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Lung Cancer Surgery

The main function of the lungs is to take in oxygen from the air you breathe and to disperse it throughout the body through the bloodstream. Then as carbon dioxide flows back from the body’s cells, the lungs release this waste gas out of the body.

Every cell in the body needs oxygen to survive, making the lungs extremely essential to the body's overall function. If cancer develops in the lungs, the effects can therefore be very serious. In fact, lung cancer is the leading cause of cancer-related deaths in the United States, claiming more lives than ovarian, breast, prostate, and colon cancers combined.

There are two main types of lung cancer:

  • Non-Small Cell Lung Cancer (NSCLC) – These types of cancers are grouped together because their prognosis and treatment are similar. Some examples include adenocarcinoma, squamous cell carcinoma, and large cell carcinoma.
  • Small Cell Lung Cancer (SCLC) – These types of cancers spread faster but respond well to chemotherapy and radiation.

LUNG CANCER CAUSES

The most common cause of lung cancer is smoking. This can result from the patient smoking or being exposed to second-hand smoke. Smoking damages the cells in the lining of the lungs and causes tissue to change almost immediately upon inhalation. After repeated exposure to smoke, the cells in the lungs begin to act abnormally and cancer may develop.

In addition to smoking, other risk factors for lung cancer include:

  • Repeated exposure to radon gas, asbestos, air pollution or other carcinogens
  • Chronic lung disease
  • Family history of lung cancer

Although there is no guaranteed method for preventing lung cancer, risk may be reduced by:

  • Never smoking
  • Quitting if you smoke
  • Staying away from second-hand smoke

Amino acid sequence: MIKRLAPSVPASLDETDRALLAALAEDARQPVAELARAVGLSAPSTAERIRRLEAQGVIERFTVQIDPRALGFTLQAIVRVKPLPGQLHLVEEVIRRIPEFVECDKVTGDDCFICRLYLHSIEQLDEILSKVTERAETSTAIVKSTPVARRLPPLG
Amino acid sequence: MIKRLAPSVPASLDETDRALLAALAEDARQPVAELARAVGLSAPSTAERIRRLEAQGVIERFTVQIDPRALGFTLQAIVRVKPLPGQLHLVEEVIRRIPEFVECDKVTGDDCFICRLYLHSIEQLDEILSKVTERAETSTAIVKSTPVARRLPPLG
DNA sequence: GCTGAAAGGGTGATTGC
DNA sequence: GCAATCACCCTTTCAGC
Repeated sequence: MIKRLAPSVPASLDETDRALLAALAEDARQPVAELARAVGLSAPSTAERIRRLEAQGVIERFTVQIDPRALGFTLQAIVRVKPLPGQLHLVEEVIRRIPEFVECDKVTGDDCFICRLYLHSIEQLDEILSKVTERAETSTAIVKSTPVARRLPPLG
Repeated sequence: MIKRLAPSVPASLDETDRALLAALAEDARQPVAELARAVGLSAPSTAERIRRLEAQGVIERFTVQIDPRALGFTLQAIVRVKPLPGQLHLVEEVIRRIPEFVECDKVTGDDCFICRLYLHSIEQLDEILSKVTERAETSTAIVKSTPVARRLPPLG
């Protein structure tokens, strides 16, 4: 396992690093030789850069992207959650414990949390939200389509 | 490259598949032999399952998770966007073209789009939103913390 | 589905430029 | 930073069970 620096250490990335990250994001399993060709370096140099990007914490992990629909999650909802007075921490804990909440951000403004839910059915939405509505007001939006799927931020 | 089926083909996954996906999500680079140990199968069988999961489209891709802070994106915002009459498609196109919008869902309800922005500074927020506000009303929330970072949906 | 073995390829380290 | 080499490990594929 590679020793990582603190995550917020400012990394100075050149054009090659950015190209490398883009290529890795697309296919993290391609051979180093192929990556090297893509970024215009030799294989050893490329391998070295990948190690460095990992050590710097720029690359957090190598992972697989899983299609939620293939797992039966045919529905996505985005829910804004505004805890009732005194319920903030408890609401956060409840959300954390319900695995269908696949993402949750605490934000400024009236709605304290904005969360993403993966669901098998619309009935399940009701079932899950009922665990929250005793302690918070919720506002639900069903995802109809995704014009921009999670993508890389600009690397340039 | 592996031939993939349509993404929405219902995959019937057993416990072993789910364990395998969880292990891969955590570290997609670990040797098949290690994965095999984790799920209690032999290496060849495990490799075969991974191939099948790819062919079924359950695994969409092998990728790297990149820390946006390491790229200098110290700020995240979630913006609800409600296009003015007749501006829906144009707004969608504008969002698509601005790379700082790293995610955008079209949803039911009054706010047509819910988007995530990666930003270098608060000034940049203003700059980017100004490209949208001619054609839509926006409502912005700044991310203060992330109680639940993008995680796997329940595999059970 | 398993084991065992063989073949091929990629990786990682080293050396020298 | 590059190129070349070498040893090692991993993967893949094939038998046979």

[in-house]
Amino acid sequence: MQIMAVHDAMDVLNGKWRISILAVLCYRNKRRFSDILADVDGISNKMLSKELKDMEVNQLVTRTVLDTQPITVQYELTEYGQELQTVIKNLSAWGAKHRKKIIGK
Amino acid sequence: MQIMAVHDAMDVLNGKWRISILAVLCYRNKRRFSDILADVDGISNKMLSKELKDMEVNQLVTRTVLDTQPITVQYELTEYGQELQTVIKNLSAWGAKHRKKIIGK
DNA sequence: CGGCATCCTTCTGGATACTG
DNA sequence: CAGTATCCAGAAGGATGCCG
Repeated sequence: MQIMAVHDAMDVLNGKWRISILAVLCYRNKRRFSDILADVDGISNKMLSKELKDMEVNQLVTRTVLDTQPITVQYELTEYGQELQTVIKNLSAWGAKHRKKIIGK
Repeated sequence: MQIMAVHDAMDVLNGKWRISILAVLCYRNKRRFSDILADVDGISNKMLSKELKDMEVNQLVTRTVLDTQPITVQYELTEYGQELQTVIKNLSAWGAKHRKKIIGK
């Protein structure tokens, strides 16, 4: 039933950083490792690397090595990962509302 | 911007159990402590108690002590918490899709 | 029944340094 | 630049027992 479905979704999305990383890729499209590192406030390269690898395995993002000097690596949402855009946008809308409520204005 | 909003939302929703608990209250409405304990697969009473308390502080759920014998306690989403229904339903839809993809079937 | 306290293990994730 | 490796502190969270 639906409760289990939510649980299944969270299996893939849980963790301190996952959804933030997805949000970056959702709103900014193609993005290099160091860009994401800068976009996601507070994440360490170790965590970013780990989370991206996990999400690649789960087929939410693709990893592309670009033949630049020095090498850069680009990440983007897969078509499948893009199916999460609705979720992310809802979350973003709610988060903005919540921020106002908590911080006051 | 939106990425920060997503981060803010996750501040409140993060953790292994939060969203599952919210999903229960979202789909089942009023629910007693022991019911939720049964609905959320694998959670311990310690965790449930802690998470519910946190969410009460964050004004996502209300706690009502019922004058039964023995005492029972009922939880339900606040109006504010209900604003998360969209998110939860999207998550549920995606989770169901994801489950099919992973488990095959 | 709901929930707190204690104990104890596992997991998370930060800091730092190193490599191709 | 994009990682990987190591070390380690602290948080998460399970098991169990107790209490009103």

• Avoiding carcinogens
  • Testing your home for radon
  • Eating a healthy diet and exercising regularly

Lung Cancer Symptoms

In its early stages, lung cancer often doesn’t cause noticeable symptoms. Symptoms typically aren’t apparent until the condition advances and may include:

  • A cough that doesn’t go away or gets worse
  • Shortness of breath
  • Hoarseness
  • Chest pain
  • Coughing up blood
  • Frequent lung infections

Once cancer has spread, other symptoms may appear including:

  • Unexplained weight loss
  • Headaches
  • Bone pain

Surgical Treatment Options

Surgery is most often considered for early-stage non-small cell lung cancers (NSCLC). When the cancer is localized and has not spread, this treatment option may provide the best chance to cure the disease. But surgery is not always an option for treating lung cancer. Each case must be carefully considered based on a number of options.

If it is determined that a patient with lung cancer would benefit from lung cancer surgery, there are a variety of procedures that may be performed. The type of surgery will depend on the size, location, and stage of the cancer, as well as a patient’s overall health.

Options for lung cancer surgery include:

  • Wedge Resection – This procedure includes the removal of the cancerous tumor as well as a small wedge-shaped section of lung tissue in the surrounding area.
  • Segmentactomy – This involves the removal of a larger section of lung tissue than a wedge resection but not the whole lobe, preserving noncancerous tissue. It may also be called a segmental resection.